Are Considered in Connection with the State of Learning and the
Political History of Europe, During That Period, vol. 3 (New York:
Evert Duyckinck, Collins &: Hannay 1824) 344-45.
For Luther, the ceremony was one ‘in which the superior washes
the feet of his inferior, who, the ceremony over, will have to act
all the more humbly towards him, while Christ had made it an emblem
of true humility and abnegation…If you wish to wash your
neighbour’s feet, see that your heart is really humble, and
help every one in becoming better.’ From Samtliche Schriften,
pt. xiii (Magdeburg 1743) col. 680, as cited in Knight, 821.
The relevance of mentioning the General Conference Mennonite Church
in this context is that the two largest Mennonite denominations are
considering a merger. The GCMC has not historically emphasized
footwashing, while the Mennonite Church in North America has sought
to retain the practice. This potential merger was the impetus for
Goodhue’s article, ‘Do We Have to Lose Our Uniqueness
When We Merge?’
The description here is mine, based on footwashing experiences in
several Mennonite congregations, but other similar descriptions can
be found in Haro1d S. Bender, ‘Footwashing’, Mennonite
Encyclopedia, vol. 3 (Scottdale: Mennonite Publishing House
1955) 347, and Hiebert 87-88. Hiebert’s description is from a
1952 Mennonite Minister’s Manual. In some conferences
(Franconia Conference, especially) and congregations, footwashing is
attached to the preparatory service the day before communion.
It has happened, but only rarely, that men and women have washed
each other’s feet in Mennonite liturgical footwashing. In some
settings, members are admonished not to choose their partners,
apparently washing with the closest same-sex person near them.
Daniel J. Graber, ‘The History of the Ordinance of Feetwashing
as Observed by the Mennonites’, unpublished paper at Mennonite
Biblical Seminary in Chicago (1952), 15. For an argument supporting
women in inclusion in Roman Catholic Maundy Thursday celebrations,
see Peter Jeffery, ‘Mandatum Novum Do Vobis: Toward a Renewal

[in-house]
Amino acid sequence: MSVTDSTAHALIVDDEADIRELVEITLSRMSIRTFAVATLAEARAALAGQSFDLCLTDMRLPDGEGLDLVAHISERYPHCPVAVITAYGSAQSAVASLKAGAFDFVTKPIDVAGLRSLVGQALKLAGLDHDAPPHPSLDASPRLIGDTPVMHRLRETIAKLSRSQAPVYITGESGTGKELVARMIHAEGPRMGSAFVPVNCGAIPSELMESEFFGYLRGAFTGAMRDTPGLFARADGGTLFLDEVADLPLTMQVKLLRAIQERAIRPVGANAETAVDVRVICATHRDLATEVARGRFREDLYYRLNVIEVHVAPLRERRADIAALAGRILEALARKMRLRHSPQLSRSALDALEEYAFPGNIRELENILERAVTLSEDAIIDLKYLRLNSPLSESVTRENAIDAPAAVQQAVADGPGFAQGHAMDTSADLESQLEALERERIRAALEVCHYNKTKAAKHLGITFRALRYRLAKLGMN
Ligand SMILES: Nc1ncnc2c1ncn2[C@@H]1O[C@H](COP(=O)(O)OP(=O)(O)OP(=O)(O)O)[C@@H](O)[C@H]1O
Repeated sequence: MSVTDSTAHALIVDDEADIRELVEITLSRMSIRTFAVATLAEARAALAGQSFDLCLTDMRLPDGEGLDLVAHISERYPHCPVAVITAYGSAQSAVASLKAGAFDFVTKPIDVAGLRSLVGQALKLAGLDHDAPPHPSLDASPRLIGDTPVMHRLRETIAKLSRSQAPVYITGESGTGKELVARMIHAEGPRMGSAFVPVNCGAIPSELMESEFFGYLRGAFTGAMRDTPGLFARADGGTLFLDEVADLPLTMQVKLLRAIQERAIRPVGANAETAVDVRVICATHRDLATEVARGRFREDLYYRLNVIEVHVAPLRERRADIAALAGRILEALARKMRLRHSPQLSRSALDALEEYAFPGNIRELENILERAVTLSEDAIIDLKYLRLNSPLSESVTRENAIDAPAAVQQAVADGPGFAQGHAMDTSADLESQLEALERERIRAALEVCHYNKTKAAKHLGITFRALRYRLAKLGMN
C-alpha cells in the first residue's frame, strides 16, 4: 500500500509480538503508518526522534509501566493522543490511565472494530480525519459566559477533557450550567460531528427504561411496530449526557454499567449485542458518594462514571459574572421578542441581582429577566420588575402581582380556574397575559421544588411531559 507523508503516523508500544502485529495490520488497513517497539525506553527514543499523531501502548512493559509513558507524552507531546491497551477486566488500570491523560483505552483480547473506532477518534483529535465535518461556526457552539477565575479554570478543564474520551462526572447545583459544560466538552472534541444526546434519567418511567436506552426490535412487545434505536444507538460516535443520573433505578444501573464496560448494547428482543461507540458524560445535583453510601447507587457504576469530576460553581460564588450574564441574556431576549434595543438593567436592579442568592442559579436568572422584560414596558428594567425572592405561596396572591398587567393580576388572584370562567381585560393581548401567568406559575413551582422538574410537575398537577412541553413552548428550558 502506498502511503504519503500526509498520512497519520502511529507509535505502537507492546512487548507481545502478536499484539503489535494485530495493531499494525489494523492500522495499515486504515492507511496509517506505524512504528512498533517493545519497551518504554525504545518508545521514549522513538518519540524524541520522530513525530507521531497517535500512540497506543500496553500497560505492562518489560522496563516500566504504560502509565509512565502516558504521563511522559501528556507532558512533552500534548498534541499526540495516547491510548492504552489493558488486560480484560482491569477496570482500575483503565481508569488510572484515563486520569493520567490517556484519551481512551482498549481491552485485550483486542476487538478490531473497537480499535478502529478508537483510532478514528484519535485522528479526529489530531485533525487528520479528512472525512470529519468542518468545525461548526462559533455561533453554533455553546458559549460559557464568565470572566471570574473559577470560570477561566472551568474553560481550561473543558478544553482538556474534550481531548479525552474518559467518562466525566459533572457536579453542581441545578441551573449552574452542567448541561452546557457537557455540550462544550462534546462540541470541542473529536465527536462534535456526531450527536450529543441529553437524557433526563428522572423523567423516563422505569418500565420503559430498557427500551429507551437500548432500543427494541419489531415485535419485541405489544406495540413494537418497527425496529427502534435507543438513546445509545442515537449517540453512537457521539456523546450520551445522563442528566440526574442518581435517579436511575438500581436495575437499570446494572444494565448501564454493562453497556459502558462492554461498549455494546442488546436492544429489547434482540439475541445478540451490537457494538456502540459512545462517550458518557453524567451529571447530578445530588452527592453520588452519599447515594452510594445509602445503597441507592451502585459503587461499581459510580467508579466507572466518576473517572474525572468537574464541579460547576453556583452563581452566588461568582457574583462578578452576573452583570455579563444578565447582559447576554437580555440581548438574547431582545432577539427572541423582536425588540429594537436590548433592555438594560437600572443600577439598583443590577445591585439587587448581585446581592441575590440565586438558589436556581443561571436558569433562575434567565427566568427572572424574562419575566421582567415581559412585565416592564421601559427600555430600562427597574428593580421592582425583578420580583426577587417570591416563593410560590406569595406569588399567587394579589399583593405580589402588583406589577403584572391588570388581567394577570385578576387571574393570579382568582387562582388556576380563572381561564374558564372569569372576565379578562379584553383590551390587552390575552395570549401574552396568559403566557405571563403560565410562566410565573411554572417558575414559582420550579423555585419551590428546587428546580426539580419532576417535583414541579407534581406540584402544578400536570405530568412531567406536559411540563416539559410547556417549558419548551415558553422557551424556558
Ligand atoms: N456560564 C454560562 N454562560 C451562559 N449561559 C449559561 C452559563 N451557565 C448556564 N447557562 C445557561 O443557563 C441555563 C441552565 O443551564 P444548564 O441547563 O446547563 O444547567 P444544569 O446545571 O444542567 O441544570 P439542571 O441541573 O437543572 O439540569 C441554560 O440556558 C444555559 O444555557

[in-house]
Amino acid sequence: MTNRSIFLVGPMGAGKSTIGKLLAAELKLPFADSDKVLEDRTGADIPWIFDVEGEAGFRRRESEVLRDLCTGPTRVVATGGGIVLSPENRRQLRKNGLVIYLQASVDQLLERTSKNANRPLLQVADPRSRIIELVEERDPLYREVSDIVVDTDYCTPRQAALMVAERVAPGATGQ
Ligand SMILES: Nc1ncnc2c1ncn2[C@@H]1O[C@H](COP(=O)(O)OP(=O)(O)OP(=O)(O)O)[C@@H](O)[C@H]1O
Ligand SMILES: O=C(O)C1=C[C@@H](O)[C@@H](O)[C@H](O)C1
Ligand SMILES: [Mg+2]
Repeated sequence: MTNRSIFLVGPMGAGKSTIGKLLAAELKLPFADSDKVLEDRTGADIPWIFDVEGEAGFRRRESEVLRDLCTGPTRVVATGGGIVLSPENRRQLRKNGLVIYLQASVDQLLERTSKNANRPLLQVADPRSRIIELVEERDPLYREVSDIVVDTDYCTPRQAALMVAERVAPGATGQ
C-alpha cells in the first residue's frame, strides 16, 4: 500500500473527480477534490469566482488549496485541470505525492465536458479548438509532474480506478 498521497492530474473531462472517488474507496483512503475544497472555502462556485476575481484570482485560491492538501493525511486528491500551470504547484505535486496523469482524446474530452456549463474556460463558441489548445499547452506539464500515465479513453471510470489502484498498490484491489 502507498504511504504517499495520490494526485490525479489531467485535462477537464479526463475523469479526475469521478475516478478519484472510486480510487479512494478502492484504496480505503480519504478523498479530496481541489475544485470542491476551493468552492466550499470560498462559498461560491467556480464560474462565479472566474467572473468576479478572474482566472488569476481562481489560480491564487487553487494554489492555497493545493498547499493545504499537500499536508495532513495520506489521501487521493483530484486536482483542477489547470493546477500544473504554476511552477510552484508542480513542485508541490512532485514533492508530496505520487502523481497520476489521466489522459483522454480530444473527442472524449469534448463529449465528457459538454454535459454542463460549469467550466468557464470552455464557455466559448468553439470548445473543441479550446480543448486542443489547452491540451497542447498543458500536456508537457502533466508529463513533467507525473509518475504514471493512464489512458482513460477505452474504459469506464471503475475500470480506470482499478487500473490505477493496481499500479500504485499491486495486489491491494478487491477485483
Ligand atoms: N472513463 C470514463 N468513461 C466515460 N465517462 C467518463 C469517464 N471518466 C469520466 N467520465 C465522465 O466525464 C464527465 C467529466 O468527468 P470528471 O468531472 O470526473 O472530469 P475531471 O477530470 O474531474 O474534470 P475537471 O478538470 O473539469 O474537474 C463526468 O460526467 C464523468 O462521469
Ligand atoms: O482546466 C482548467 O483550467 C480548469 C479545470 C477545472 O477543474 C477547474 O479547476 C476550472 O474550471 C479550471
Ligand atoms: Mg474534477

of the Holy Thursday Footwashing Rite’, Worship, 64:2
(March 1990) 107-41.
While footwashing is usually done in pairs, sometimes row-washing is
done instead, says Bender, 347. In row-washing, ‘each person
washes the feet of his right-hand neighbour in turn in a continuous
Because of the limited scope of this essay, I unfortunately will not
be able to give attention to the holy kiss in the footwashing
This ‘teaching’ could be the subject of a more extensive
treatment, but cannot be developed here. The point is the contrast
between this method of learning the practice and that in some other
contemporary settings, where footwashing is being introduced. For
example, a 1991 Maundy Thursday chapel service at Candler School of
Theology in Atlanta featured a bulletin with details about when
one’s footwear should be removed and replaced, when and how
one washed and dried another’s feet, and when one should be
A recent, thorough, technical analysis of the passage is Jean
Owanga-Welo’s ‘The Function and Meaning of Footwashing
in the Johannine Passion Narrative: A Structural Approach’,
unpublished Ph.D. dissertation, Emory University, Atlanta (1980).
Raymond E. Brown, The Gospel According to John (Garden City:
Doubleday, 1970) 558.
Oscar Cullmann, Early Christian Worship (London: SCM Press,
1953) 46-55, 105-10. Cullmann speaks at length about the Fourth
Gospel’s emphasis on ‘remembering’ as remembering
not just facts, but the Holy Spirit’s granting of
understanding of those facts. Cullmann suggests that in baptism the
individual receives once-for-all part with Christ, and in the
Eucharist the community receives part and that again and again. In
John 13, the writer is focusing on the ‘fellowship of love’
dimension of the Eucharist, whereas in chapter 2 he brought out the
atoning death of Christ and in chapter 6 the lifegiving,
resurrecting power of the Lord’s Supper.
Brown, 559. This is a disputed clause, and its inclusion or
exclusion greatly colors possible interpretations. A recent study
arguing for the clause’s inclusion is John Christopher Thomas,
‘A Note on the Text of John 13:l0’, Novum
Testamentum, 29:1 January 1987) 46-52.
Herold Weiss, ‘Footwashing in the Johannine Community’,